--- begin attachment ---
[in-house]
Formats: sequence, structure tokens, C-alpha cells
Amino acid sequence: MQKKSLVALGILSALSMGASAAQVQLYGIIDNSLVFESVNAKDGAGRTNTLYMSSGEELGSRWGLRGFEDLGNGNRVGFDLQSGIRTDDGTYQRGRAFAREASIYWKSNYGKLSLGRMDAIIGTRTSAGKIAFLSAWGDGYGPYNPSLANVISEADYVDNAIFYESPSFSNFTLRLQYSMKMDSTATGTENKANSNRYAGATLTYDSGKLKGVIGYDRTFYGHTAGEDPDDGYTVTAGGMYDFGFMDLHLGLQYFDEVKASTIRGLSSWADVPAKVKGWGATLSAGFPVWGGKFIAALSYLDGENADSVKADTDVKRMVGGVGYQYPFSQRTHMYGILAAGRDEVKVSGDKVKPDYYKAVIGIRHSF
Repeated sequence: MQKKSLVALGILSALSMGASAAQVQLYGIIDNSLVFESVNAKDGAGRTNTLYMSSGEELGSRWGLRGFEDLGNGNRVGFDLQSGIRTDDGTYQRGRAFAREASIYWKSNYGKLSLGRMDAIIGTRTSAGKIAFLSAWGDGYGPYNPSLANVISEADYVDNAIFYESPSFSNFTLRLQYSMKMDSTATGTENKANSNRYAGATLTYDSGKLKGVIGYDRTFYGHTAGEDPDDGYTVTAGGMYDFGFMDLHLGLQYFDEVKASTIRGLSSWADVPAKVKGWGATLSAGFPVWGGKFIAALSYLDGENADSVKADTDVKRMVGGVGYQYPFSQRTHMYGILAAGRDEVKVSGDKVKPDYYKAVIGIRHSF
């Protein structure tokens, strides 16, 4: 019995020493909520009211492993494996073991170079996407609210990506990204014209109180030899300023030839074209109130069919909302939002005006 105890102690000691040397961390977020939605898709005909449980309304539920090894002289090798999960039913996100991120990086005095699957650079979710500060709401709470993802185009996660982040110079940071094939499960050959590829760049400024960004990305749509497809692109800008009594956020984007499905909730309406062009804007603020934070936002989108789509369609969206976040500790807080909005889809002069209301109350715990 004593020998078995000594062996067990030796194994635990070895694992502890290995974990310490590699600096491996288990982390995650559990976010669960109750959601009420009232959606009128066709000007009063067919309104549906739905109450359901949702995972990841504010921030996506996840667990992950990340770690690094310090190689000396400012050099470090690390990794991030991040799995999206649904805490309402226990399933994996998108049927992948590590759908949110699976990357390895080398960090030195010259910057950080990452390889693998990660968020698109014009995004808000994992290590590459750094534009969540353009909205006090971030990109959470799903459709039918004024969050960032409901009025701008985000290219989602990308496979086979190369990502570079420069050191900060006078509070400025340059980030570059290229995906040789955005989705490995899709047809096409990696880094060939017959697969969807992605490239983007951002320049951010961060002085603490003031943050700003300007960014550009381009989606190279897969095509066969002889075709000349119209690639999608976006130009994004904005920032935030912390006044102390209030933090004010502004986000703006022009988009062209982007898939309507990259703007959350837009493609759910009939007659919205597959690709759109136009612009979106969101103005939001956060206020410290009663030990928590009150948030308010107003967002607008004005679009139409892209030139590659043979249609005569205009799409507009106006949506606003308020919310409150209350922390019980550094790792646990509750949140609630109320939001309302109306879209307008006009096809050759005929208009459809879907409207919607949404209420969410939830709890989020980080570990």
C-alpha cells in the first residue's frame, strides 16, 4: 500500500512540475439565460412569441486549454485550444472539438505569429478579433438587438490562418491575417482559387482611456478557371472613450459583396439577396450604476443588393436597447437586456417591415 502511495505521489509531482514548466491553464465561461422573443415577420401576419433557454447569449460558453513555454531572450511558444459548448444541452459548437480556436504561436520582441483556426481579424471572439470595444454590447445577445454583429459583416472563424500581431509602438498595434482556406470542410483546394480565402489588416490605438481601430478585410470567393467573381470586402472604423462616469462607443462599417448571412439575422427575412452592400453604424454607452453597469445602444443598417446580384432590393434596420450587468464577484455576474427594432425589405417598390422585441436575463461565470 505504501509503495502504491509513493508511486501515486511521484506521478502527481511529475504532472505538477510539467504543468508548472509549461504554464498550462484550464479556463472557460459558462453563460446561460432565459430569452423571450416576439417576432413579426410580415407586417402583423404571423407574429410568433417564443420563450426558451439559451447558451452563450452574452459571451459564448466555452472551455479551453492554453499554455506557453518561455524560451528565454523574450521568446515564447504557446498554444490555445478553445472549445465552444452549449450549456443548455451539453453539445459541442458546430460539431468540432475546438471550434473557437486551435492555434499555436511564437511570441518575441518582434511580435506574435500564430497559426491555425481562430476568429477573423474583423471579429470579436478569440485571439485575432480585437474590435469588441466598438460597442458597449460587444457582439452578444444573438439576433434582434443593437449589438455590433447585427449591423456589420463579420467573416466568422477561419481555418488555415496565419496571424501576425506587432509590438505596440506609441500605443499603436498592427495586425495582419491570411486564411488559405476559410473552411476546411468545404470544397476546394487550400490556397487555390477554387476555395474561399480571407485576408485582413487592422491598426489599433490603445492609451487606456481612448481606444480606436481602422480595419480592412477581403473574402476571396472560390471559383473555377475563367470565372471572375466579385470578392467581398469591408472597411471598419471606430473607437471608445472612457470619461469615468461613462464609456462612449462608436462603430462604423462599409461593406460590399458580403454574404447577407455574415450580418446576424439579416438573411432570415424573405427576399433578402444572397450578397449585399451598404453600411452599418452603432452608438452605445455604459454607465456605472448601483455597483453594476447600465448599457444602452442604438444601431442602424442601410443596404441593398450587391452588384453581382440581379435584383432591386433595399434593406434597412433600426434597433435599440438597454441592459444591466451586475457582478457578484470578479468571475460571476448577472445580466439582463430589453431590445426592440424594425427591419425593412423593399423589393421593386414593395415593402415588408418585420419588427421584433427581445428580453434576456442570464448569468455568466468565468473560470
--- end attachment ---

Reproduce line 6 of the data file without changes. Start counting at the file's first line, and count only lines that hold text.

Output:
C-alpha cells in the first residue's frame, strides 16, 4: 500500500512540475439565460412569441486549454485550444472539438505569429478579433438587438490562418491575417482559387482611456478557371472613450459583396439577396450604476443588393436597447437586456417591415 502511495505521489509531482514548466491553464465561461422573443415577420401576419433557454447569449460558453513555454531572450511558444459548448444541452459548437480556436504561436520582441483556426481579424471572439470595444454590447445577445454583429459583416472563424500581431509602438498595434482556406470542410483546394480565402489588416490605438481601430478585410470567393467573381470586402472604423462616469462607443462599417448571412439575422427575412452592400453604424454607452453597469445602444443598417446580384432590393434596420450587468464577484455576474427594432425589405417598390422585441436575463461565470 505504501509503495502504491509513493508511486501515486511521484506521478502527481511529475504532472505538477510539467504543468508548472509549461504554464498550462484550464479556463472557460459558462453563460446561460432565459430569452423571450416576439417576432413579426410580415407586417402583423404571423407574429410568433417564443420563450426558451439559451447558451452563450452574452459571451459564448466555452472551455479551453492554453499554455506557453518561455524560451528565454523574450521568446515564447504557446498554444490555445478553445472549445465552444452549449450549456443548455451539453453539445459541442458546430460539431468540432475546438471550434473557437486551435492555434499555436511564437511570441518575441518582434511580435506574435500564430497559426491555425481562430476568429477573423474583423471579429470579436478569440485571439485575432480585437474590435469588441466598438460597442458597449460587444457582439452578444444573438439576433434582434443593437449589438455590433447585427449591423456589420463579420467573416466568422477561419481555418488555415496565419496571424501576425506587432509590438505596440506609441500605443499603436498592427495586425495582419491570411486564411488559405476559410473552411476546411468545404470544397476546394487550400490556397487555390477554387476555395474561399480571407485576408485582413487592422491598426489599433490603445492609451487606456481612448481606444480606436481602422480595419480592412477581403473574402476571396472560390471559383473555377475563367470565372471572375466579385470578392467581398469591408472597411471598419471606430473607437471608445472612457470619461469615468461613462464609456462612449462608436462603430462604423462599409461593406460590399458580403454574404447577407455574415450580418446576424439579416438573411432570415424573405427576399433578402444572397450578397449585399451598404453600411452599418452603432452608438452605445455604459454607465456605472448601483455597483453594476447600465448599457444602452442604438444601431442602424442601410443596404441593398450587391452588384453581382440581379435584383432591386433595399434593406434597412433600426434597433435599440438597454441592459444591466451586475457582478457578484470578479468571475460571476448577472445580466439582463430589453431590445426592440424594425427591419425593412423593399423589393421593386414593395415593402415588408418585420419588427421584433427581445428580453434576456442570464448569468455568466468565468473560470